Photos confirm that we were really there, but more so (or less?), they confirm that we were: Being took place. In On Photography, Susan Sontag writes that a portrait, in the days before photography, was meant to confer and confirm status, thus the owner needed only one. With photographic portraits it’s different: “What the photographic record confirms is, more modestly, simply that the subject exists; therefore, one can never have too many.” Photos extend our existence, since they can live on after our deaths like poems or mummy masks. Of course we take selfies, when the barrier to create them is so low. But we don’t just paint self-portraits or take selfies to prove to others we exist. Seeing a photo of myself reinforces my sometimes shaky belief that I exist. Is my existence as it seems? Am I a Boltzmann brain, a character in a simulation, a two-dimensional hologram? Even taking for granted that I’m real and of my time and that other people also exist, do people see me and think of me as I think of myself?

I take selfies for this reason, to confirm to myself that I am who I think I am. (And I only share them, naturally, if they conform to my self-view.) But selfies are never entirely satisfying in this regard. The end result never looks like it did on the screen or like I do in the mirror, but it’s not just that; they’re almost a tautological proof, like telling a joke to myself.

It’s hard to take a selfie with land art, or time art; the travel essay offers “proof” of time spent on site, time in the form of time and time in the form of thought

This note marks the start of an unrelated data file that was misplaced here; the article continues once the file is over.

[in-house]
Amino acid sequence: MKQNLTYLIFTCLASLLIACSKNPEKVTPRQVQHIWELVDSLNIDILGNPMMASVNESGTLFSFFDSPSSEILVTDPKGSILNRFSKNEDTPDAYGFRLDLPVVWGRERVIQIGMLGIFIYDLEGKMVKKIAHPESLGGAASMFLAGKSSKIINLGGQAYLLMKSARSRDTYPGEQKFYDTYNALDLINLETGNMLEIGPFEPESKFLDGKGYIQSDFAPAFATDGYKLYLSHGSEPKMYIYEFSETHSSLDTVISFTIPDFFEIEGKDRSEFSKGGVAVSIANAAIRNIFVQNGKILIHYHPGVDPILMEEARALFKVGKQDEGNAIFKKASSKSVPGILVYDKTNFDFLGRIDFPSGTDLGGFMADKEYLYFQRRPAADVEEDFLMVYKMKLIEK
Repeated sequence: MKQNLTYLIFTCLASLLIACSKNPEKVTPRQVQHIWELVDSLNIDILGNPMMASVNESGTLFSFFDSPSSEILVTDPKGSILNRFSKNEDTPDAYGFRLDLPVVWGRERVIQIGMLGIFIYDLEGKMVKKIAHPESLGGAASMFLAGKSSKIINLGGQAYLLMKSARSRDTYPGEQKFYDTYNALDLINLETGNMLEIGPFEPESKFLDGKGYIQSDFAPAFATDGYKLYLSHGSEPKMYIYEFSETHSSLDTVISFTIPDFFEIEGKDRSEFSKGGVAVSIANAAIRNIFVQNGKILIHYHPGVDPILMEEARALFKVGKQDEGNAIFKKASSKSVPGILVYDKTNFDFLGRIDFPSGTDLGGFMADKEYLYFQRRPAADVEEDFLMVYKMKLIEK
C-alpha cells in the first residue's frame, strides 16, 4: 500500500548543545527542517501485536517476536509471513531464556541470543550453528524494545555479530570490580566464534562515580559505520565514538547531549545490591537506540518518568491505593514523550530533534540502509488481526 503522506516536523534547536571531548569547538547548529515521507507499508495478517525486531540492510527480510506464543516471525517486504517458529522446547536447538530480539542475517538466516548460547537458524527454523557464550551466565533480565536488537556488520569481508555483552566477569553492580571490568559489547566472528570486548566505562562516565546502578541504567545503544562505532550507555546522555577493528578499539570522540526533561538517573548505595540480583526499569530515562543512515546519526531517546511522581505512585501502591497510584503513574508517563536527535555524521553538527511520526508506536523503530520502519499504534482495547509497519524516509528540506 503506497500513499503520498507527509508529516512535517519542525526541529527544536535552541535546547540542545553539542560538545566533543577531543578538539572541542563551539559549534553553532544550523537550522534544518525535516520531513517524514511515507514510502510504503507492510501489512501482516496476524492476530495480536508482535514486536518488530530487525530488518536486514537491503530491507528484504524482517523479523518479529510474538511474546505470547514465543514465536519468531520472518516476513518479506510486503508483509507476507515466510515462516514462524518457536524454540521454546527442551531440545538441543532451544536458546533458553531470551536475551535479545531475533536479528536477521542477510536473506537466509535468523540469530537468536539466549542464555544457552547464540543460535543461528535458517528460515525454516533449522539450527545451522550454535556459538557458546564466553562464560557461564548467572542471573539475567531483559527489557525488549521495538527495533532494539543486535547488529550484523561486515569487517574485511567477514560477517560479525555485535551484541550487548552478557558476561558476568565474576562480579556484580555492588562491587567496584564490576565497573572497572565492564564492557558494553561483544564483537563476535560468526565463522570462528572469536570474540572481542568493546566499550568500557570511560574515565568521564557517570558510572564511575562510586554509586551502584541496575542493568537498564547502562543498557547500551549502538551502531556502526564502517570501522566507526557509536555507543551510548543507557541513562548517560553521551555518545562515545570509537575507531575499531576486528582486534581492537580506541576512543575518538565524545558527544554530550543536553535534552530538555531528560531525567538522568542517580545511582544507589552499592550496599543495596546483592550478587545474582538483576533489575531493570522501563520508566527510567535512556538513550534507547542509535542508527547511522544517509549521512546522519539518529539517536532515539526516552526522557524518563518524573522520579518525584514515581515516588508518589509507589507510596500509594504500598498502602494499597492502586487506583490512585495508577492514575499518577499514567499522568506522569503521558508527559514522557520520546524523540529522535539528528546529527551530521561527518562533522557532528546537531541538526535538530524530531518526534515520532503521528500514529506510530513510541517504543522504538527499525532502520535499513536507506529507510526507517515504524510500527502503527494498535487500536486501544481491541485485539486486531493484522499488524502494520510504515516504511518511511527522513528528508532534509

What works better is seeing a candid or accidental photo, one in which you’re not the subject but part of the background. Yes, you are there — you exist — even when no one is trying to prove it! The self as serendipitous discovery, confirmed in double-blind experiments. It’s like when someone says of God or acupuncture that “it works even if you don’t believe in it.”

This need to see myself from the outside to feel real — it suggests that the ultimate ad would include me, not metaphorically, by way of self-envying projection, but literally, by way of some technology that scans my face and instantaneously constructs a virtual image of me in the world of the ad. This, of course, would be the ultimate exploitation, making me the “face” of the ad, but instead of paying me, asking me to pay for the opportunity.


Within the span of a few days, and without meaning to, I read two different essays about Spiral Jetty, Robert Smithson’s iconic land-art piece in Great Salt Lake. The travel essay as the intellectual’s travel selfie: I went, I saw, I contemplated.

The Heidi Julavits version, “The Art at the End of the World,” is a meditation on time and existence in the Anthropocene; she feels compelled to scare her children for their betterment:

How prepared will they be to handle daily challenges, both banal and catastrophic? How might I help them cultivate their interior landscapes so as to improve their chances of survival — even happiness? … I’ve wondered: Are they enough into their future annihilation? Should they be, as a means to gain present-day control over the frightening and the uncertain, more into it?